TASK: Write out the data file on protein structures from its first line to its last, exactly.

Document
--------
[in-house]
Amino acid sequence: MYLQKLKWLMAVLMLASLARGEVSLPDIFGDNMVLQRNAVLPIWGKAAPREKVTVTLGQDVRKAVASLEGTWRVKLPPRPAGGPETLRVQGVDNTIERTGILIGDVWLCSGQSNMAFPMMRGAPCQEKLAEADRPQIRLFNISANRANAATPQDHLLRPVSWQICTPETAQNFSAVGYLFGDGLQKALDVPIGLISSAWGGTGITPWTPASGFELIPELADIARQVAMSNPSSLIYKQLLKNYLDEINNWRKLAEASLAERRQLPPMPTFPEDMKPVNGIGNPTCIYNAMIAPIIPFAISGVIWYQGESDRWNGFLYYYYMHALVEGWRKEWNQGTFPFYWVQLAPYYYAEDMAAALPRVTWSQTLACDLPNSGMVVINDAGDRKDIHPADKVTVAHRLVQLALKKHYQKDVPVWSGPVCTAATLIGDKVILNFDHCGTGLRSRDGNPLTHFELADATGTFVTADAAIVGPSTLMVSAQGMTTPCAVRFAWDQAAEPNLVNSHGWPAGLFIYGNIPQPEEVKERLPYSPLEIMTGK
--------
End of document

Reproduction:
[in-house]
Amino acid sequence: MYLQKLKWLMAVLMLASLARGEVSLPDIFGDNMVLQRNAVLPIWGKAAPREKVTVTLGQDVRKAVASLEGTWRVKLPPRPAGGPETLRVQGVDNTIERTGILIGDVWLCSGQSNMAFPMMRGAPCQEKLAEADRPQIRLFNISANRANAATPQDHLLRPVSWQICTPETAQNFSAVGYLFGDGLQKALDVPIGLISSAWGGTGITPWTPASGFELIPELADIARQVAMSNPSSLIYKQLLKNYLDEINNWRKLAEASLAERRQLPPMPTFPEDMKPVNGIGNPTCIYNAMIAPIIPFAISGVIWYQGESDRWNGFLYYYYMHALVEGWRKEWNQGTFPFYWVQLAPYYYAEDMAAALPRVTWSQTLACDLPNSGMVVINDAGDRKDIHPADKVTVAHRLVQLALKKHYQKDVPVWSGPVCTAATLIGDKVILNFDHCGTGLRSRDGNPLTHFELADATGTFVTADAAIVGPSTLMVSAQGMTTPCAVRFAWDQAAEPNLVNSHGWPAGLFIYGNIPQPEEVKERLPYSPLEIMTGK